commanding their followers, but Jesus (and those who would follow after
      Him) will lead from a position of humility – serving others and leading
      by love and compassion.

      The disciple of St Silouan, Archimandrite Sophrony (Sakharov) of Essex,
      gave a pair of images to point out this difference. He spoke of worldly
      authority and honor as a great pyramid. At the broad base of the pyramid
      were the greatest mass of people who would be led. As a person rose to
      positions of greater honor and responsibility, they also rose higher in
      the pyramid. Each layer supported all those above it and were supported
      in turn by those below it. Thus those at the base of the pyramid, those
      of the least honor, supported all the rest by their labor and loyalty
      while those at the top of the pyramid supported no one and were
      supported by all, and yet they were responsible to guide the whole of
      the pyramid. With greater honor and responsibility came also a greater
      host of people supporting that person. This pyramid looks very familiar
      to those of us who have encountered the worldly forms of government and
      leadership (whether governmental or in other organizations). Those at
      the top have the vision and guide the whole group while they are
      supported by all the other members on lower levels who do their bidding
      and realize their plans.

      The Kingdom of God, however, is a different image given to us by Fr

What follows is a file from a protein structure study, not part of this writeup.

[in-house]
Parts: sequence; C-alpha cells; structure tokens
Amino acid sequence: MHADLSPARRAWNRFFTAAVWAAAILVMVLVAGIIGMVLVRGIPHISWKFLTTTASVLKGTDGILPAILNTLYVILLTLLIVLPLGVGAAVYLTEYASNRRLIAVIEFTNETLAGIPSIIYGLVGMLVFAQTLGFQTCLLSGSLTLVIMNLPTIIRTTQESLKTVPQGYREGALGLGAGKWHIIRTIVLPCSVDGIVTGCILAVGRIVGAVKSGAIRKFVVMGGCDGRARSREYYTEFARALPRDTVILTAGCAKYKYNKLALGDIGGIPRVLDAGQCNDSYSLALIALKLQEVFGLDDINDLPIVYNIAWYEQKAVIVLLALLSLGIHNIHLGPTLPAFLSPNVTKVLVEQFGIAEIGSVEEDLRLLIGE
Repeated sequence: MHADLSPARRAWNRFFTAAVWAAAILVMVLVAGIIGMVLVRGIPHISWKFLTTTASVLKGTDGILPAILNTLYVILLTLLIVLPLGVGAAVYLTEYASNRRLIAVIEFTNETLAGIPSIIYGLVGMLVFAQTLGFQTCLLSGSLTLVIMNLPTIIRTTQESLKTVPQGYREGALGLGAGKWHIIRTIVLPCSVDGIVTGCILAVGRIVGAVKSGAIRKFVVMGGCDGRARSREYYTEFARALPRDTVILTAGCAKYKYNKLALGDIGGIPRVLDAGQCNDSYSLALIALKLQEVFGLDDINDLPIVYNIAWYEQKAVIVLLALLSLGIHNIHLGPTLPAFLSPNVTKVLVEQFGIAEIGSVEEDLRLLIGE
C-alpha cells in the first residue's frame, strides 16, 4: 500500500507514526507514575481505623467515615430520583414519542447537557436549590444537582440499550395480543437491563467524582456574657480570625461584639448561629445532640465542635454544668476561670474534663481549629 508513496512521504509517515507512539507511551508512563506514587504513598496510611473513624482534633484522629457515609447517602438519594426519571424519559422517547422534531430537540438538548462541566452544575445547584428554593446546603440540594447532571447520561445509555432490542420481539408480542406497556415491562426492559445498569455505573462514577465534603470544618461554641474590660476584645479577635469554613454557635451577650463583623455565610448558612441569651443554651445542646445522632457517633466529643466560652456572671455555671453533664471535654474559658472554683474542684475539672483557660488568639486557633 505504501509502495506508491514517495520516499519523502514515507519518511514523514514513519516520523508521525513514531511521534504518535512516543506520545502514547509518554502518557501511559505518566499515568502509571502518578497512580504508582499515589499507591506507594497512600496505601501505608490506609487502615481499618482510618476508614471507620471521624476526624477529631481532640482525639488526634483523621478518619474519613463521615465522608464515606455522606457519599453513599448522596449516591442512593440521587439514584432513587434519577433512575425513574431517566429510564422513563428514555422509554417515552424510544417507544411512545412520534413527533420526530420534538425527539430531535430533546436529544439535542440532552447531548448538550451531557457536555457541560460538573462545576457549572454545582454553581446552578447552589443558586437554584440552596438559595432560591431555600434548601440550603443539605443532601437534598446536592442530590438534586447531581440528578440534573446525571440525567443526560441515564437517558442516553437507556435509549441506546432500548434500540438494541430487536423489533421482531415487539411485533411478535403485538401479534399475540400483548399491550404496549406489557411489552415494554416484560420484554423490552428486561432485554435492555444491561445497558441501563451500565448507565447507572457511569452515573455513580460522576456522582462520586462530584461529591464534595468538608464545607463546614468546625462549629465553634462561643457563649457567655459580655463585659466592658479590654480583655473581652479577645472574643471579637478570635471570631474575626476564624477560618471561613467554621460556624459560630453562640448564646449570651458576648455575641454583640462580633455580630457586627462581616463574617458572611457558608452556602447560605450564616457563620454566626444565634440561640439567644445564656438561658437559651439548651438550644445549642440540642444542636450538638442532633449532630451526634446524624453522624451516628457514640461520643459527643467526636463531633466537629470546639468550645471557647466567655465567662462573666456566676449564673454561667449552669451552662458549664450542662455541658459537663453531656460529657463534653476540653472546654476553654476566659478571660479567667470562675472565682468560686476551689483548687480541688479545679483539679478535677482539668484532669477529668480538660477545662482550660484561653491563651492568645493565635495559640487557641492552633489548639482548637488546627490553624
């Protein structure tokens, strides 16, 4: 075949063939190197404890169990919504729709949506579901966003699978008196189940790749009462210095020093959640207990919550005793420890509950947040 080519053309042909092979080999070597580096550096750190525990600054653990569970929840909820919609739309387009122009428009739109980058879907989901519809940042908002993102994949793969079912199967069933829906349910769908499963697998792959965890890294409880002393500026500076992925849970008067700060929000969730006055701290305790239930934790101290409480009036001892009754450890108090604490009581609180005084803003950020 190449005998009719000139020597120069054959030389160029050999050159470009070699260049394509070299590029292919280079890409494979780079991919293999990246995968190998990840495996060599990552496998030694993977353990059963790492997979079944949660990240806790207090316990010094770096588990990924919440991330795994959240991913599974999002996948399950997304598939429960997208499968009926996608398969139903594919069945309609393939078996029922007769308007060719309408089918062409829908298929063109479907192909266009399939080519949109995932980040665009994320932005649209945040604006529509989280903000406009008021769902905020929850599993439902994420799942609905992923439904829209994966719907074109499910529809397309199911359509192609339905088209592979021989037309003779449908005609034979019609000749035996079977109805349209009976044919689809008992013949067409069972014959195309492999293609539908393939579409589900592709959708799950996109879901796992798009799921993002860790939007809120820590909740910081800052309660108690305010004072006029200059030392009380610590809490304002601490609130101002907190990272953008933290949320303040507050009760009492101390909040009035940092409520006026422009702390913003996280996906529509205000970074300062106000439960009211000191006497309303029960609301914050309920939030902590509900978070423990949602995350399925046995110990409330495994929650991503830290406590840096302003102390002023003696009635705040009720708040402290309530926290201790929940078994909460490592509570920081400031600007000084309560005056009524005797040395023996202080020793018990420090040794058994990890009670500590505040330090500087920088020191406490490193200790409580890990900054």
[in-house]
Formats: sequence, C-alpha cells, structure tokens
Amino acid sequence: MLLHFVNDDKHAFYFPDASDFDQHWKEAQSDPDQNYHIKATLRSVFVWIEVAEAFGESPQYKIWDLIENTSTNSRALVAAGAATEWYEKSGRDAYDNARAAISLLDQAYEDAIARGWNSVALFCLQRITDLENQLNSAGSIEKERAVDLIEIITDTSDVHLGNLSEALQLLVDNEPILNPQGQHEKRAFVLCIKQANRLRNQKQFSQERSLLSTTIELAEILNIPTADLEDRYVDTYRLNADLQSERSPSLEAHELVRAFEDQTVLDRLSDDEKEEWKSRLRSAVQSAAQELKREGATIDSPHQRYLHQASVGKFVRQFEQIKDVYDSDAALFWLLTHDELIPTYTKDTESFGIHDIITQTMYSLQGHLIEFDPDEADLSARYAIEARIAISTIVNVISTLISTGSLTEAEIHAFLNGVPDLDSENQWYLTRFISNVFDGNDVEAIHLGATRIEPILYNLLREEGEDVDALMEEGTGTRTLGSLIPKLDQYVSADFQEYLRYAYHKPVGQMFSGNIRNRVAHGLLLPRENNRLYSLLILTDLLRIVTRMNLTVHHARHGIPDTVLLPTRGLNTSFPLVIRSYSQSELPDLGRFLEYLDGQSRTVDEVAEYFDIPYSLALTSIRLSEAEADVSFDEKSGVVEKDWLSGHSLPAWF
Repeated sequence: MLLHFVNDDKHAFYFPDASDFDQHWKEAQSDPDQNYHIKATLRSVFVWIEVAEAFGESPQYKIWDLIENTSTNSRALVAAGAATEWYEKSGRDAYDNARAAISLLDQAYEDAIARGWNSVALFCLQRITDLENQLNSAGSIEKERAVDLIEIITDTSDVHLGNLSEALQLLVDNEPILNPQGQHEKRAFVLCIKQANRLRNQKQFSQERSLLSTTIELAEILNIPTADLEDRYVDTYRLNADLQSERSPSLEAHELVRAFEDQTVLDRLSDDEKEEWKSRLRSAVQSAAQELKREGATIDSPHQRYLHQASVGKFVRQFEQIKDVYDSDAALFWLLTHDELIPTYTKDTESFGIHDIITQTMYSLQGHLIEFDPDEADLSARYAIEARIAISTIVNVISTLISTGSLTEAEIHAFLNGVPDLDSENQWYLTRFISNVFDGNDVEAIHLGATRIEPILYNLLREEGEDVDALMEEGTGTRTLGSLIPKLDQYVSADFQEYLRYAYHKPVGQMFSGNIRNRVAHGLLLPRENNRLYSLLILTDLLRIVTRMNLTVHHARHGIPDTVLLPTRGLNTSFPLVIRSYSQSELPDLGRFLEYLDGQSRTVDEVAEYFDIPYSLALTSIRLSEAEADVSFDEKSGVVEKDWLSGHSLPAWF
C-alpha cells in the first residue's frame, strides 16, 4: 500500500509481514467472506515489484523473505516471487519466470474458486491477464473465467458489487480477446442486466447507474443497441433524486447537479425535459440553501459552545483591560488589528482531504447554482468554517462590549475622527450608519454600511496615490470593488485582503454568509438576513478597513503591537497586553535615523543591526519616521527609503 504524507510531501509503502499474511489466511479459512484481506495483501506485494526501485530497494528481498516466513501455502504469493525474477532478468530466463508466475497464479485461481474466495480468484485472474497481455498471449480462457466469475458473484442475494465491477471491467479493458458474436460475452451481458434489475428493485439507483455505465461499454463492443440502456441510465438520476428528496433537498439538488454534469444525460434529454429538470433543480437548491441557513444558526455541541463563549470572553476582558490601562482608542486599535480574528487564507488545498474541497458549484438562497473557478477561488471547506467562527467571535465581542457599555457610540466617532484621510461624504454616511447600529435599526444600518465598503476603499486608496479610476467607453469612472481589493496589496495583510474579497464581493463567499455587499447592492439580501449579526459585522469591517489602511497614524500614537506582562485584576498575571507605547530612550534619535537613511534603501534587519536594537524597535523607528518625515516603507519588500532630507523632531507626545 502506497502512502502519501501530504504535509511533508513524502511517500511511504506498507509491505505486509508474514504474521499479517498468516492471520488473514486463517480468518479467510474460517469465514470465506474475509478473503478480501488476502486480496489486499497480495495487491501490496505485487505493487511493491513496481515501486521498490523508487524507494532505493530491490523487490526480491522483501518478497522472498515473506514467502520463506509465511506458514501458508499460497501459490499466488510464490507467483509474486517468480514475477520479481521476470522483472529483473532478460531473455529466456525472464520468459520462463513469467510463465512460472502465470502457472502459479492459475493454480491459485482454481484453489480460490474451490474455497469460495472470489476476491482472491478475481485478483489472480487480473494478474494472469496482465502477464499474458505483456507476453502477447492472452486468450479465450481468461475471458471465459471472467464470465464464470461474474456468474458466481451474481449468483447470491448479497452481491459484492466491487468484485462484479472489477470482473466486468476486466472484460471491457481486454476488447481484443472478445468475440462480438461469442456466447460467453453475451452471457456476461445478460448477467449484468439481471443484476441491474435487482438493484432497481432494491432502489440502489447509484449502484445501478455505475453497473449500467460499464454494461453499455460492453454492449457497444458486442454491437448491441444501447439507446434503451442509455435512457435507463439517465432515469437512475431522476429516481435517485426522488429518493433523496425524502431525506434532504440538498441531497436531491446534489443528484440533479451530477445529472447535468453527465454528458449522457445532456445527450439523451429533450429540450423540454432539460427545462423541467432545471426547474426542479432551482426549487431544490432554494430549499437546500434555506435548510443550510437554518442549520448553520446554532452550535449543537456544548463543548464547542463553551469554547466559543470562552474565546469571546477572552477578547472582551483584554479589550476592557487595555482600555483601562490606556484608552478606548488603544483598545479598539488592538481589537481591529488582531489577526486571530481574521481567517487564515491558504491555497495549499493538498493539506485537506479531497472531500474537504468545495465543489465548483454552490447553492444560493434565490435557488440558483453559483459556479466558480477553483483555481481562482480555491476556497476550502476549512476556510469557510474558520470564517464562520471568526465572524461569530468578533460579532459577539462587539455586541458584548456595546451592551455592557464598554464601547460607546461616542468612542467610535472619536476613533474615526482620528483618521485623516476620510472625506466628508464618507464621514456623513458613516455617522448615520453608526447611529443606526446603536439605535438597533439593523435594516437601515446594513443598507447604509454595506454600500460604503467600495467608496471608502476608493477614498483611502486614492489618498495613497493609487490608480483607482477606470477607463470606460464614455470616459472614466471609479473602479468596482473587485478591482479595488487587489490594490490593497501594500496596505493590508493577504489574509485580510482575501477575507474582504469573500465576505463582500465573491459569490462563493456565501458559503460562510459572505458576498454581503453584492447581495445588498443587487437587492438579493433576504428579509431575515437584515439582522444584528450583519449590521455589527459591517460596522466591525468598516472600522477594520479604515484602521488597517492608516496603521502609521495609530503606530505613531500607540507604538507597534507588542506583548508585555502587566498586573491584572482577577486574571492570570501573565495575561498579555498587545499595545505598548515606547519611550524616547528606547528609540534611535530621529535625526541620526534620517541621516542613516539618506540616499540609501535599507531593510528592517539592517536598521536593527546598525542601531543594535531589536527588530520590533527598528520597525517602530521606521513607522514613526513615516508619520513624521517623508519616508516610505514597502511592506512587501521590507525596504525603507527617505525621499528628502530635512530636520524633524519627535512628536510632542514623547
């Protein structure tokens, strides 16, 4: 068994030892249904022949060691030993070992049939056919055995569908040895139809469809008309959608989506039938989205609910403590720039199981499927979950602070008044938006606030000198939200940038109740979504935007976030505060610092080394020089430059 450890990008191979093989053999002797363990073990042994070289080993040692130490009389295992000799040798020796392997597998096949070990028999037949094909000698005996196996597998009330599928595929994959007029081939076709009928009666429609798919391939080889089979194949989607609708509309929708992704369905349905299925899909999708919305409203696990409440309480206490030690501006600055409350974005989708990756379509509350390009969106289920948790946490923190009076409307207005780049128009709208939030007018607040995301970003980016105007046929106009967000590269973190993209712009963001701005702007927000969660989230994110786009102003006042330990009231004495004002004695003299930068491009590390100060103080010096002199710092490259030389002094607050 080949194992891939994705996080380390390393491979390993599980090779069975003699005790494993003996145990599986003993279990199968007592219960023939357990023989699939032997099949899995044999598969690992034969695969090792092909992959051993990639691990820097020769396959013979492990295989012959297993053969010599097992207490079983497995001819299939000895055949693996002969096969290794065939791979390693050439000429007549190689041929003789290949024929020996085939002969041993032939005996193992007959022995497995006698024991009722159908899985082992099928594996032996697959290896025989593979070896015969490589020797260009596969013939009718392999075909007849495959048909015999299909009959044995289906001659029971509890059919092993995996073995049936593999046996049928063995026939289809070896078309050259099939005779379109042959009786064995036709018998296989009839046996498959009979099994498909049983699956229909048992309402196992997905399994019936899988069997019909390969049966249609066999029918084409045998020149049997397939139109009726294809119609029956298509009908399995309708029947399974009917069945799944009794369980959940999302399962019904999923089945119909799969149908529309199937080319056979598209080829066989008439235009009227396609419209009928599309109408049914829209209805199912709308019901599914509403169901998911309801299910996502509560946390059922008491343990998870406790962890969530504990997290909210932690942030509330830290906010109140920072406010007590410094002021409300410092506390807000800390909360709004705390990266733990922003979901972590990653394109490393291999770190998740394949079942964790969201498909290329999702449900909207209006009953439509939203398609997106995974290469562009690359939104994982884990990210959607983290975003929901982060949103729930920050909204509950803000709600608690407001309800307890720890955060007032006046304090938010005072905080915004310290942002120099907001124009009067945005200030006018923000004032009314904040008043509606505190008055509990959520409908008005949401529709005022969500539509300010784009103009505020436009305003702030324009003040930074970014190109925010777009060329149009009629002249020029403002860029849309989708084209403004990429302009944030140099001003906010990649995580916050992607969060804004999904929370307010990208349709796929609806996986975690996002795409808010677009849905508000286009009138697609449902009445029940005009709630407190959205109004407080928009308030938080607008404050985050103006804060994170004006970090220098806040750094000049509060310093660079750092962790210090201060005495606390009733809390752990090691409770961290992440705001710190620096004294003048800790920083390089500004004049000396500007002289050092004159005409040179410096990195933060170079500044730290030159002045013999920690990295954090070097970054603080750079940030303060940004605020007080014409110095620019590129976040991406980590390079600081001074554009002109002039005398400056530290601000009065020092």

Sophrony. He describes honor and authority in the Kingdom of God as the
      same pyramid, but upside down. The one of greatest honor (our Lord Jesus
      Christ Himself) is at the point of the pyramid upon which the weight of
      the whole rests. He is not supported by all the rest, but supports them.
      Those of greater honor and authority in the Kingdom of God do not lead
      from above, but support from below. As one is given greater honor, he
      also receives greater grace from God so that he might also participate
      in supporting all those who are “below” himself while being supported
      only by those “above” himself – and in the end being fully supported and
      carried by our Lord Jesus Christ Himself. This image is remarkable for
      it shows us that in the Kingdom of God those who are called to greater
      authority are also called to the greater labor of supporting all those
      who are under that authority. This is the image of the truth of the
      words, “whosoever will be great among you, shall be your minister: And
      whosoever of you will be the chiefest, shall be servant of all.”

      What then does this mean for those of us here in our own small parish
      here in this city. We are not, after all, in positions of great honor in
      the world. We do not lead the Church but strive to conform ourselves to
      the life of the Church as we are led and taught by others. But that does
      not mean that we do not ascend to places of honor in the Church. God
      gives to each of us a place and in that place there are those who
      support us and those whom we support. Most obvious of this is the place
      of parents and children. The commandments speak to us and say “honor
      your parents”. But that honor of being a parent comes also with the
      necessity and responsibility that the parent has to support his own
      child and to care for him and provide for him in every way. Not only do
      we see this “upside down” pyramid of honor in the natural order of
      parents and children, but we also see it in the relationships of
      godparents, (spiritual parents) and their spiritual children. Godparents
      step into that place of honor and support their own godchildren in their